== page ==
THE FOUNDING OF THE MAMC+ COLLECTION THROUGH MAURICE ALLEMAND, DIRECTOR FROM 1947 TO 1966
The foundations of the exceptional collection of modern art at the MAMC+ were laid after the Second World War by Maurice Allemand (1906-1979), director of the Musée d’Art et d’Industrie from 1947 to 1966, at that time the only museum in Saint-Étienne. This art collection is now part of the MAMC+, created in 1987, and a pioneer of regional modern art museums. The story recounting the genie of the institution is retraced from largely unpublished archives. They provide an alternative understanding of the founding of the collection and allow to rediscover, next to the masterpieces, artists who are little known today, and some one hundred works which have not been on display for twenty years.
Modern art in France was not always subject to unequivocal unanimity. There was a time not so long ago when French museums had hardly any works of Picasso; where Dada, international constructivism, Bauhaus, abstract paintings, the avant-garde, at least were inaccessible and unheeded for the majority of them. After Vichy regime, after the Nazi destruction, to defend such works was a form of combat, a conquest.
Considering the founding of current modern art museums in France, Saint-Étienne holds a special place: a figurehead, a laboratory, the town hosts a fundamental cultural adventure promoted by Maurice Allemand, director of the musée d’Art et d’Industrie from 1947 to 1966. While building up collections with ancient art, arms or textiles, making up the singularity of the institution, Maurice Allemand invented the conditions for a courageous and refined diffusion of modern art.
This diffusion operated through countless conferences, a highlighting of non-elitist media such as engravings or ceramics, and especially by the organisation of landmark exhibitions, devoted for example to African art, abstract art, collage or assemblage.
Michel Seuphor and Tristan Tzara came to Saint-Étienne. Maurice Allemand surrounded himself with the greatest artists, gallery owners and collectors of his time. Their donations and the purchases of their works transformed the collection. These major players set down the bases of future developments and provided all the originality of the museum. Few other French museums could pretend to have acquired a mobile of Calder in 1955, an Abstract composition of Aurélie Nemours in 1959, or a work of Enrico Baj in 1964.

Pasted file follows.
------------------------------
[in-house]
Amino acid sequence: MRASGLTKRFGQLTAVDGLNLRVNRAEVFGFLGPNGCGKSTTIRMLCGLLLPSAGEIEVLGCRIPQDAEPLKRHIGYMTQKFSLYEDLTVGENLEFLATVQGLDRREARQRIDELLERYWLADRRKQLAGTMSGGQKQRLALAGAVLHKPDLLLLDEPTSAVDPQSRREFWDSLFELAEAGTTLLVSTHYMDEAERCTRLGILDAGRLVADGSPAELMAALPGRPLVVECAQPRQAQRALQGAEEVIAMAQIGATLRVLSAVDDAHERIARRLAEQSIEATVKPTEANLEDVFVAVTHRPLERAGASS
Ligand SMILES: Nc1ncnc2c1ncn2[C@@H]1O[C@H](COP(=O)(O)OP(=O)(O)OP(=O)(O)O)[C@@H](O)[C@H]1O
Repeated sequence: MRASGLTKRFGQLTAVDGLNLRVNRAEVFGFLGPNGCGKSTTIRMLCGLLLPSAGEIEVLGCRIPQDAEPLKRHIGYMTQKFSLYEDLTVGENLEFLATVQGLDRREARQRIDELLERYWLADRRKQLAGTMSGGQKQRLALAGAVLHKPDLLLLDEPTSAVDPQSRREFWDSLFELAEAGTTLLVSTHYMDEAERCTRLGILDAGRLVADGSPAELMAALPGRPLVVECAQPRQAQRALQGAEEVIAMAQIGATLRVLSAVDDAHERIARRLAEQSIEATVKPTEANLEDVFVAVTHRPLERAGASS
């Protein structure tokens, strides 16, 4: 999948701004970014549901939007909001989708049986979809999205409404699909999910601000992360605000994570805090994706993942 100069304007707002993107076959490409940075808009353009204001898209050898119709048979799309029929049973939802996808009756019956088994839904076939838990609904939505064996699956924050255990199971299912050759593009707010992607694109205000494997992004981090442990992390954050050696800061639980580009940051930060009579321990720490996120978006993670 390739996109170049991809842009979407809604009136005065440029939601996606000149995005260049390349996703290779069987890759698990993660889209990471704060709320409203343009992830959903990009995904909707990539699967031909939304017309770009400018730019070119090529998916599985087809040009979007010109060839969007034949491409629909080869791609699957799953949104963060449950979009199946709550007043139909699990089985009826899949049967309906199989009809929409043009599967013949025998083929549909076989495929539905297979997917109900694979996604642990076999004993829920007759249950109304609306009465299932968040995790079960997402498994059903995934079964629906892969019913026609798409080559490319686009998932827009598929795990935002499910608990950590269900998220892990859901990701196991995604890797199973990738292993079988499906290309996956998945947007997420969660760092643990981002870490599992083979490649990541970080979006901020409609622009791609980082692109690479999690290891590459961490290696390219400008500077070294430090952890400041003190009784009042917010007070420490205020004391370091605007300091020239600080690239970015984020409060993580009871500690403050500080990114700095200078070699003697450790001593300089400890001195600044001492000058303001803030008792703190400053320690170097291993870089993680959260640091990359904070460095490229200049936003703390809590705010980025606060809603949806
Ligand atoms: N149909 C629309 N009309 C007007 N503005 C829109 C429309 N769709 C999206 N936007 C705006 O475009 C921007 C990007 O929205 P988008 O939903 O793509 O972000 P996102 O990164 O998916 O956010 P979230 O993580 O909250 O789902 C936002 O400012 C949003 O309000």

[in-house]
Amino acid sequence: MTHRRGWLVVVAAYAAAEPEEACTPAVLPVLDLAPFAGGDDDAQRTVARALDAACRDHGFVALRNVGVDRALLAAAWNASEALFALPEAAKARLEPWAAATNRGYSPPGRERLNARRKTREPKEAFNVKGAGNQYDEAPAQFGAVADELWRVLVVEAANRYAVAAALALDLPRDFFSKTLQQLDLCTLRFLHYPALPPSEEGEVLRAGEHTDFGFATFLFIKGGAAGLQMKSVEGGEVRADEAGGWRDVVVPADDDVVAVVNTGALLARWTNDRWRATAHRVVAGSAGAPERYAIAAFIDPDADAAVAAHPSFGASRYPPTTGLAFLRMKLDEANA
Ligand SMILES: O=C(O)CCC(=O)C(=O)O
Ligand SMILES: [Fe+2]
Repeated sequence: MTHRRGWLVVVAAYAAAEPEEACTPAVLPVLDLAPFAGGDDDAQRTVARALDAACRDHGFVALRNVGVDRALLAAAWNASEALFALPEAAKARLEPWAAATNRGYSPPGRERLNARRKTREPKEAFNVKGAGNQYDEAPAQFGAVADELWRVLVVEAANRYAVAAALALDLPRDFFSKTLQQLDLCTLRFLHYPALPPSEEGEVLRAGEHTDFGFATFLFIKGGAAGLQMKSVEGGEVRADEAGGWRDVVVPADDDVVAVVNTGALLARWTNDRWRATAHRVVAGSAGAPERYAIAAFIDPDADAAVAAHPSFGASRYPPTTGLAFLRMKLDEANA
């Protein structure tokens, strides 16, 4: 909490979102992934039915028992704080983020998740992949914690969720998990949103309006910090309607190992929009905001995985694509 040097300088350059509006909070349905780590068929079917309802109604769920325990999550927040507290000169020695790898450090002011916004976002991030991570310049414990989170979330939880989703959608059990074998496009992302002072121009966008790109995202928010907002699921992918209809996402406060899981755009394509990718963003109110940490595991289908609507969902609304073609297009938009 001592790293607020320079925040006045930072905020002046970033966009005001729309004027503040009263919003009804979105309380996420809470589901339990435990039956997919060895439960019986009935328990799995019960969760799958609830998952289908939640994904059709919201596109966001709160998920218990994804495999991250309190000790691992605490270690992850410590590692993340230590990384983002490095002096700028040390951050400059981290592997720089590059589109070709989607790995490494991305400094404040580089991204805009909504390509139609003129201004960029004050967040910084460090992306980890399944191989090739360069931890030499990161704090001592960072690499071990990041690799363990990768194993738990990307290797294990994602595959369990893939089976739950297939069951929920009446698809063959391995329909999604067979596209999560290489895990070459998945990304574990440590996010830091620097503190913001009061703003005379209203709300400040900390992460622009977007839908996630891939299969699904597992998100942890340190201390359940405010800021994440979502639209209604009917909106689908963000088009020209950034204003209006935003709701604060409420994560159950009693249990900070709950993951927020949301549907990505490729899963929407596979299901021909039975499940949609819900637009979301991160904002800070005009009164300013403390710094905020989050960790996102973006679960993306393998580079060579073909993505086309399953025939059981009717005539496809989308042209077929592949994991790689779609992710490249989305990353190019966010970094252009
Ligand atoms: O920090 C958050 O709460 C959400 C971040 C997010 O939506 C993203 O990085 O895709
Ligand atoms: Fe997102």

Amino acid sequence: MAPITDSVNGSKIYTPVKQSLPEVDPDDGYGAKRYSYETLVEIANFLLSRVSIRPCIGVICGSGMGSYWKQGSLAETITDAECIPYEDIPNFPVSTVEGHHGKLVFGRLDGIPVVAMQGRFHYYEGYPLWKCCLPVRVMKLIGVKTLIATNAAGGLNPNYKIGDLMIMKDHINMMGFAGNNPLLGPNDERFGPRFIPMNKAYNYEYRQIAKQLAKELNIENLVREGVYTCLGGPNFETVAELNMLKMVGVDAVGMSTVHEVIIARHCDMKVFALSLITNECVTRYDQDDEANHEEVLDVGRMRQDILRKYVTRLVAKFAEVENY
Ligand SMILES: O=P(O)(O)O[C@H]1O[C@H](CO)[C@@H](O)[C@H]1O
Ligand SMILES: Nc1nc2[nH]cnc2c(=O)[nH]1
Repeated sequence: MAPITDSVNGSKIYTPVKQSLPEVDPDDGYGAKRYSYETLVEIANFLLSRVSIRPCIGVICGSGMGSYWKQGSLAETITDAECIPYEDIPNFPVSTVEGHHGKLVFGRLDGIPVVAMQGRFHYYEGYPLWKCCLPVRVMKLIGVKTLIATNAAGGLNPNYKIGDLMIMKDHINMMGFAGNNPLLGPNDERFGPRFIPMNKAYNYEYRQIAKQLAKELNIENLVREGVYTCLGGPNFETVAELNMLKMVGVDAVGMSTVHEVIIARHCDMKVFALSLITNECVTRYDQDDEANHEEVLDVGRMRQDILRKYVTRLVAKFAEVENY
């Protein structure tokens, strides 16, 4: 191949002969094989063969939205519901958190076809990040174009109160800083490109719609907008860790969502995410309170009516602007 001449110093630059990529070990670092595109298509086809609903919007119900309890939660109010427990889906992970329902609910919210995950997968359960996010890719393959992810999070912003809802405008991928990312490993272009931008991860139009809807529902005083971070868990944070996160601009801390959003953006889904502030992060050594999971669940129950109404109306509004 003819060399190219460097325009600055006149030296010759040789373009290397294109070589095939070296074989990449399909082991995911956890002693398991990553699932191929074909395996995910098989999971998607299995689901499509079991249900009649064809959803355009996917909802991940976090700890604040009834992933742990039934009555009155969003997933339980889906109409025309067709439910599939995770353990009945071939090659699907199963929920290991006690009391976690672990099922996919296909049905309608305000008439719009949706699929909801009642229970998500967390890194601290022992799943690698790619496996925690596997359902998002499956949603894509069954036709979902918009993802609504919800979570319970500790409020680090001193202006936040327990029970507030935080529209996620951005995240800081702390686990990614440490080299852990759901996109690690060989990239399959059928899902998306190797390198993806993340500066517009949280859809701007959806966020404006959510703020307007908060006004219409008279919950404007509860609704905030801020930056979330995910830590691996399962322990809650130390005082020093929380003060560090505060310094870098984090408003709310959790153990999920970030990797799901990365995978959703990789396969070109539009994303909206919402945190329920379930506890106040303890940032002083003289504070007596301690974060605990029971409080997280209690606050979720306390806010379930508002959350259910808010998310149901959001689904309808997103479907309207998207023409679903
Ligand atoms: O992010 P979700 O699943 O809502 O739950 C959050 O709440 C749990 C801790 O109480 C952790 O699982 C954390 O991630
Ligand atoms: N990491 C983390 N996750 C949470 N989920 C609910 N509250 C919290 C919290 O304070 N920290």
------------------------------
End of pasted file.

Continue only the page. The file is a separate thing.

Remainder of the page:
Maurice Allemand’s genius lay in being able to create a geography of friendships and a horizon of enthusiasm. His tenacity enabled him to obtain important reserves from the French State, a way of overstepping for the chronic inadequacy of credits from the municipal authorities. The constitution of the MAMC+ collection over a period of two decades (1947-1966), is today both the trace and the testimony of this story, made of determination, passion and cunning. It is a polyphonic and polycentric story, a story which in all respects is common to us all.
Through nearly two hundred works, the chronological itinerary of the exhibition follows step by step the transformations carried out by Maurice Allemand at the museum, by highlighting the major exhibitions which he organised.
Carmelo Arden Quin, Jean Arp, Enrico Baj, André Bloc, Victor Brauner, Marcelle Cahn, Alexandre Calder, Gaston Chaissac, Anne Dangar, Sonia Delaunay, Marino di Teana, Will Faber, André Fougeron, Otto Freundlich, Albert Gleizes, Jean Gorin, Raoul Hausmann, Philippe Hiquily, Robert Julius Jacobsen, Lajos Kassák, František Kupka, Le Corbusier, Zoran Mušic, Aurélie Nemours, Louise Nevelson, Henri Nouveau, Véra Pagava, Marta Pan, Georges Papazoff, Alicia Penalba, Pablo Picasso, Michel Seuphor, Gino Severini, Léopold Survage, Sophie Tauber-Arp, Léon Tutundjian, Bram Van Velde, Victor Vasarely, Paule Vézelay...
More than 200 works